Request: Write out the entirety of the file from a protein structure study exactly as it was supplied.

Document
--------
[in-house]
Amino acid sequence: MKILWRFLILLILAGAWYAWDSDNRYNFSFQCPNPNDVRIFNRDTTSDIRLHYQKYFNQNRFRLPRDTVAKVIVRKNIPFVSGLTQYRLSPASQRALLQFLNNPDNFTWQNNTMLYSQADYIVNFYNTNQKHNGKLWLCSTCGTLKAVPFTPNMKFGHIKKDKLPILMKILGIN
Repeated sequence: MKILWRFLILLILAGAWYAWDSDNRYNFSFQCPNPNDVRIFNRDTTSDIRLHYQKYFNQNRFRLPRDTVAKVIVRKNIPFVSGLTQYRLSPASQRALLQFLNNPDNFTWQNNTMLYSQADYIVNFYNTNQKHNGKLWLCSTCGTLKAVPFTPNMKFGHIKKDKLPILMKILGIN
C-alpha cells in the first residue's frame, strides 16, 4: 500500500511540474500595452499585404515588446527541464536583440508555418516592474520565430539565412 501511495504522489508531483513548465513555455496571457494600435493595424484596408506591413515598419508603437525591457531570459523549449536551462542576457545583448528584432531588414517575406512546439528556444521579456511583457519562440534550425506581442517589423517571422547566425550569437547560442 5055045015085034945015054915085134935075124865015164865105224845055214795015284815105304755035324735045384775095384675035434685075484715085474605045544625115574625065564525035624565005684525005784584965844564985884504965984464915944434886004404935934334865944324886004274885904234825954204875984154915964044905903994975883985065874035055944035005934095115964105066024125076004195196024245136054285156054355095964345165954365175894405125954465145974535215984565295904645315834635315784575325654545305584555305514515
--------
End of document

[in-house]
Amino acid sequence: MKILWRFLILLILAGAWYAWDSDNRYNFSFQCPNPNDVRIFNRDTTSDIRLHYQKYFNQNRFRLPRDTVAKVIVRKNIPFVSGLTQYRLSPASQRALLQFLNNPDNFTWQNNTMLYSQADYIVNFYNTNQKHNGKLWLCSTCGTLKAVPFTPNMKFGHIKKDKLPILMKILGIN
Repeated sequence: MKILWRFLILLILAGAWYAWDSDNRYNFSFQCPNPNDVRIFNRDTTSDIRLHYQKYFNQNRFRLPRDTVAKVIVRKNIPFVSGLTQYRLSPASQRALLQFLNNPDNFTWQNNTMLYSQADYIVNFYNTNQKHNGKLWLCSTCGTLKAVPFTPNMKFGHIKKDKLPILMKILGIN
C-alpha cells in the first residue's frame, strides 16, 4: 500500500511540474500595452499585404515588446527541464536583440508555418516592474520565430539565412 501511495504522489508531483513548465513555455496571457494600435493595424484596408506591413515598419508603437525591457531570459523549449536551462542576457545583448528584432531588414517575406512546439528556444521579456511583457519562440534550425506581442517589423517571422547566425550569437547560442 5055045015085034945015054915085134935075124865015164865105224845055214795015284815105304755035324735045384775095384675035434685075484715085474605045544625115574625065564525035624565005684525005784584965844564985884504965984464915944434886004404935934334865944324886004274885904234825954204875984154915964044905903994975883985065874035055944035005934095115964105066024125076004195196024245136054285156054355095964345165954365175894405125954465145974535215984565295904645315834635315784575325654545305584555305514515